Given that her glittering career has spanned over 15 years and 111 caps, it would perhaps be understandable if the legendary German defender Steffi Jones became a little blasé about pulling on her national shirt or turning out for her club, FFC Frankfurt.
As it is, however, the FIFA Women's World Cup winner and three-time European champion, who retired from international football in 2007, insists that every single match she played was an honour. "It didn't matter if I was playing for my club or my country," said Jones. "Every game was a highlight."
Yet despite the massive successes the defender enjoyed as an integral part of Tina-Theune Meyer's imperious German side, the 35-year-old believes her biggest achievement to date may have come off the field in the shape of her recent appointment to the role of Local Organising Committee president for the 2011 FIFA Women's World Cup in Germany. "I want to give something back to the sport I love," she explained. "Playing soccer is character building and empowering and I want the whole world to know."
One of Jones' first tasks as LOC president has been to travel with Germany's U-17 women's team on a promotional visit to New Zealand, the host nation of the inaugural FIFA U-17 Women's World Cup, which will be staged between 28 October and 16 November this year. Her young countrywomen had been invited to compete in a four-team Future Stars Tournament comprised by USA, Australia and the hosts themselves, and Jones was evidently impressed by the standard on player on show.
"This tournament has the perfect title because ultimately
these players are the future stars of the game," she said.
"They will step into our places and become role models
themselves. And I am so jealous to see the skills these girls have.
They can do tricks I could never have done!"
Triumph and tragedy
Born in Frankfurt in December 1972, Jones' own love affair with football began at just four years of age. Widely considered an exclusively male sport at the time, football was not officially opened to German women until the year she was born. Indeed, Jones says her mother was horrified when she started playing.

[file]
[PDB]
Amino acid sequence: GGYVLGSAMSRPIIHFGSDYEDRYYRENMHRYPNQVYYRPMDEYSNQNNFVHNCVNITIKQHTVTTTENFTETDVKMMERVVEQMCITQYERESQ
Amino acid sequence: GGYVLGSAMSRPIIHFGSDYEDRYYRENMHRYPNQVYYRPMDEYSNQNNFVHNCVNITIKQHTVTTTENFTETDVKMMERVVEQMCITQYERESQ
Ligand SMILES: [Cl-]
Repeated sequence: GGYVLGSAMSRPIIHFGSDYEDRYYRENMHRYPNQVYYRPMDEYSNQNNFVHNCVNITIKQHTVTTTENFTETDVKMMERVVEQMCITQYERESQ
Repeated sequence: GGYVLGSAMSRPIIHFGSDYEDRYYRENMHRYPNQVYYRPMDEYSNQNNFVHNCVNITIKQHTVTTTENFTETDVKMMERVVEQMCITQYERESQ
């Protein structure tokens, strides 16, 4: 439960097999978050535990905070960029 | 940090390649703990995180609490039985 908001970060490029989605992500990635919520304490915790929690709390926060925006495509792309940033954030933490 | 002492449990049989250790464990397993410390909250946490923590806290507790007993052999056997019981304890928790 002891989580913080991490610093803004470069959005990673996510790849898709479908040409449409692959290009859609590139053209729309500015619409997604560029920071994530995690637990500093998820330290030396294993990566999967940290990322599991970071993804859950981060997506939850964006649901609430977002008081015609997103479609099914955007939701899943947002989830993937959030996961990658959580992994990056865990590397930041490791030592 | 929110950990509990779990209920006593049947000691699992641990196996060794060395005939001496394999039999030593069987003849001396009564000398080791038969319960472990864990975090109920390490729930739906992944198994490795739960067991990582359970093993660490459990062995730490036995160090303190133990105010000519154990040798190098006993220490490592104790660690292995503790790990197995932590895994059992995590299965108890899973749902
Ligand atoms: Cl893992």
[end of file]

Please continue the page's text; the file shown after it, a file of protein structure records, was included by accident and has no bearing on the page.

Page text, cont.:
"My mum thought it was for boys and never came to watch
until I was about 13," she recalled. "The first game she
came to I got knocked down and started crying so she ran on to the
field yelling at the opposition. The other parents had to hold her
back. Since then she has been my No1 fan."
Fortunately, the women's game has made massive strides over recent years, particularly in Germany - to the extent that players such as Jones are arguably just as renowned and respected in their homeland as their male counterparts. In fact, just as Franz Beckenbauer is known as the Kaiser for his remarkable exploits as player and manager, so Jones is referred to as the Kaiserin of German women's football, with TV stations keen to employ her as an analyst for both men's and women's matches.
It has not always been easy for the former defender though; growing up in a rough district of Frankfurt, her brother was involved in crime and developed a drug habit, her father left while she just a child, and she had to endure several experiences of racism. Recent years have also brought tragedy, notably when her younger brother, Franky, lost both his legs in a bomb attack in Iraq. Throughout it all, however, she has found football to be a source of considerable comfort, and admits she has also benefited from having an inspirational figure in the shape of her mother.
She said: "Mum always said that every day you should do
something good and then good things will eventually come back to
you. I try to be an open, honest, respectful person and I always
reflect on my actions and question whether I've done the right
Adhering to that philosophy, Jones hopes to positively influence young players and help build a bright future for women's football worldwide.